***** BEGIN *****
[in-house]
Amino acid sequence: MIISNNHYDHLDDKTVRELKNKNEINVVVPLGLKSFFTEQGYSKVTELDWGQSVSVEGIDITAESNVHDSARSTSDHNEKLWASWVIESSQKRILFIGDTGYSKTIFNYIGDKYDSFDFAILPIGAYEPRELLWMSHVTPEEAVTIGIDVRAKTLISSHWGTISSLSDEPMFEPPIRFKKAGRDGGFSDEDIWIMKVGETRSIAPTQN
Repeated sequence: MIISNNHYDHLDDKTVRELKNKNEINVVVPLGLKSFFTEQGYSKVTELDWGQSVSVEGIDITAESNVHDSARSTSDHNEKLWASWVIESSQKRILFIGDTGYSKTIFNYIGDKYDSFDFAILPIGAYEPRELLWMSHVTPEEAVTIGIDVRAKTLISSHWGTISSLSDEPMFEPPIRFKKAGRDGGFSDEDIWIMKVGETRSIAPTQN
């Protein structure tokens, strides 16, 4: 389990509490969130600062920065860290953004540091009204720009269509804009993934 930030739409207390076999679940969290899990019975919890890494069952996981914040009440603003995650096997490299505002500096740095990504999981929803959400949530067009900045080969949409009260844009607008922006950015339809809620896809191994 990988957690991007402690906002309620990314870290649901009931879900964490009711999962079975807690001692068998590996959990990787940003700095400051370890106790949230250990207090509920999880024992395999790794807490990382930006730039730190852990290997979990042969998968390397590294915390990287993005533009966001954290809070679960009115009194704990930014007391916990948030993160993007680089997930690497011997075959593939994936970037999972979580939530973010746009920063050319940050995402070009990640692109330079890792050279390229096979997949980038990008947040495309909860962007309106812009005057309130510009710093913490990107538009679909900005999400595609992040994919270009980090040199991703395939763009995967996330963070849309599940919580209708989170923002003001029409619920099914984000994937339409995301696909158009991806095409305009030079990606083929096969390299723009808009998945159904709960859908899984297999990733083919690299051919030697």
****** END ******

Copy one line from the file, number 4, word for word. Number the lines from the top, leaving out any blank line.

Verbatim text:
């Protein structure tokens, strides 16, 4: 389990509490969130600062920065860290953004540091009204720009269509804009993934 930030739409207390076999679940969290899990019975919890890494069952996981914040009440603003995650096997490299505002500096740095990504999981929803959400949530067009900045080969949409009260844009607008922006950015339809809620896809191994 990988957690991007402690906002309620990314870290649901009931879900964490009711999962079975807690001692068998590996959990990787940003700095400051370890106790949230250990207090509920999880024992395999790794807490990382930006730039730190852990290997979990042969998968390397590294915390990287993005533009966001954290809070679960009115009194704990930014007391916990948030993160993007680089997930690497011997075959593939994936970037999972979580939530973010746009920063050319940050995402070009990640692109330079890792050279390229096979997949980038990008947040495309909860962007309106812009005057309130510009710093913490990107538009679909900005999400595609992040994919270009980090040199991703395939763009995967996330963070849309599940919580209708989170923002003001029409619920099914984000994937339409995301696909158009991806095409305009030079990606083929096969390299723009808009998945159904709960859908899984297999990733083919690299051919030697």